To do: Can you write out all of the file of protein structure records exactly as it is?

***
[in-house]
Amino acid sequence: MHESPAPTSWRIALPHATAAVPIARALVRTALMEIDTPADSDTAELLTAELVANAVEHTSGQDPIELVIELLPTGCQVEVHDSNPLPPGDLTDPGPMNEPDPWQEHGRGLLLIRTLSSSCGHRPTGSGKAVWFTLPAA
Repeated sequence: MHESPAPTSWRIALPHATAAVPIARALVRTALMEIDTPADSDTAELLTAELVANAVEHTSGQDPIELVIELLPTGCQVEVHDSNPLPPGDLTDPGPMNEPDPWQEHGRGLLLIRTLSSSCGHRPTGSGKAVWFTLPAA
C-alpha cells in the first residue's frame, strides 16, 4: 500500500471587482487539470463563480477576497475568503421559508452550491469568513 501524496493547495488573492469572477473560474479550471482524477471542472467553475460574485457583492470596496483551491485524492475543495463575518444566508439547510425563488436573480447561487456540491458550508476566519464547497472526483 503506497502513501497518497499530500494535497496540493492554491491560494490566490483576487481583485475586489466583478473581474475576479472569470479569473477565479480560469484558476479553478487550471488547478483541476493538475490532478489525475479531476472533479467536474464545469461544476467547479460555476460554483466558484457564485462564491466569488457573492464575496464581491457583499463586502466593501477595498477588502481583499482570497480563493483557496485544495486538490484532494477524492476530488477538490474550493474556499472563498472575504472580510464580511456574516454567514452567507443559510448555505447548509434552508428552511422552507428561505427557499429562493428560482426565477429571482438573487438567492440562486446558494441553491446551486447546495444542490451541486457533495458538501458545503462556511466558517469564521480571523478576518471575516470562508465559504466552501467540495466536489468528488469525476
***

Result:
[in-house]
Amino acid sequence: MHESPAPTSWRIALPHATAAVPIARALVRTALMEIDTPADSDTAELLTAELVANAVEHTSGQDPIELVIELLPTGCQVEVHDSNPLPPGDLTDPGPMNEPDPWQEHGRGLLLIRTLSSSCGHRPTGSGKAVWFTLPAA
Repeated sequence: MHESPAPTSWRIALPHATAAVPIARALVRTALMEIDTPADSDTAELLTAELVANAVEHTSGQDPIELVIELLPTGCQVEVHDSNPLPPGDLTDPGPMNEPDPWQEHGRGLLLIRTLSSSCGHRPTGSGKAVWFTLPAA
C-alpha cells in the first residue's frame, strides 16, 4: 500500500471587482487539470463563480477576497475568503421559508452550491469568513 501524496493547495488573492469572477473560474479550471482524477471542472467553475460574485457583492470596496483551491485524492475543495463575518444566508439547510425563488436573480447561487456540491458550508476566519464547497472526483 503506497502513501497518497499530500494535497496540493492554491491560494490566490483576487481583485475586489466583478473581474475576479472569470479569473477565479480560469484558476479553478487550471488547478483541476493538475490532478489525475479531476472533479467536474464545469461544476467547479460555476460554483466558484457564485462564491466569488457573492464575496464581491457583499463586502466593501477595498477588502481583499482570497480563493483557496485544495486538490484532494477524492476530488477538490474550493474556499472563498472575504472580510464580511456574516454567514452567507443559510448555505447548509434552508428552511422552507428561505427557499429562493428560482426565477429571482438573487438567492440562486446558494441553491446551486447546495444542490451541486457533495458538501458545503462556511466558517469564521480571523478576518471575516470562508465559504466552501467540495466536489468528488469525476